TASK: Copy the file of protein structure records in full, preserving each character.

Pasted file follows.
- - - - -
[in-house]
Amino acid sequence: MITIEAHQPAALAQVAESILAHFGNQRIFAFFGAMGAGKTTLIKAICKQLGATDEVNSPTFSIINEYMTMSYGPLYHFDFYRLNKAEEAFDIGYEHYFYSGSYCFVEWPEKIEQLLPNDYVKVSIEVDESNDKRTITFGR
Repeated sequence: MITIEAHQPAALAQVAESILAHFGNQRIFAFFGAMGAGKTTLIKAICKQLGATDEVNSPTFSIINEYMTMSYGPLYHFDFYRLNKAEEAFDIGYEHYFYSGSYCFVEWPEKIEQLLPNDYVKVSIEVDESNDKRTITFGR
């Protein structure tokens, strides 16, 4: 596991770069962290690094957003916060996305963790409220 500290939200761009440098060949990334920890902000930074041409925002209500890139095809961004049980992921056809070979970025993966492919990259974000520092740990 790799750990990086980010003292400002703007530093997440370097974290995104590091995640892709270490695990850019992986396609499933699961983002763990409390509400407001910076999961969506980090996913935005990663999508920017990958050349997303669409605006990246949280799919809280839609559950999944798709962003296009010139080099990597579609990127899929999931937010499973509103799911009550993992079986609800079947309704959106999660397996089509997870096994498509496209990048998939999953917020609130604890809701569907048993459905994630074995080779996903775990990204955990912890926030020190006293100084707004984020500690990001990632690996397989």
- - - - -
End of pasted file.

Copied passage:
[in-house]
Amino acid sequence: MITIEAHQPAALAQVAESILAHFGNQRIFAFFGAMGAGKTTLIKAICKQLGATDEVNSPTFSIINEYMTMSYGPLYHFDFYRLNKAEEAFDIGYEHYFYSGSYCFVEWPEKIEQLLPNDYVKVSIEVDESNDKRTITFGR
Repeated sequence: MITIEAHQPAALAQVAESILAHFGNQRIFAFFGAMGAGKTTLIKAICKQLGATDEVNSPTFSIINEYMTMSYGPLYHFDFYRLNKAEEAFDIGYEHYFYSGSYCFVEWPEKIEQLLPNDYVKVSIEVDESNDKRTITFGR
């Protein structure tokens, strides 16, 4: 596991770069962290690094957003916060996305963790409220 500290939200761009440098060949990334920890902000930074041409925002209500890139095809961004049980992921056809070979970025993966492919990259974000520092740990 790799750990990086980010003292400002703007530093997440370097974290995104590091995640892709270490695990850019992986396609499933699961983002763990409390509400407001910076999961969506980090996913935005990663999508920017990958050349997303669409605006990246949280799919809280839609559950999944798709962003296009010139080099990597579609990127899929999931937010499973509103799911009550993992079986609800079947309704959106999660397996089509997870096994498509496209990048998939999953917020609130604890809701569907048993459905994630074995080779996903775990990204955990912890926030020190006293100084707004984020500690990001990632690996397989």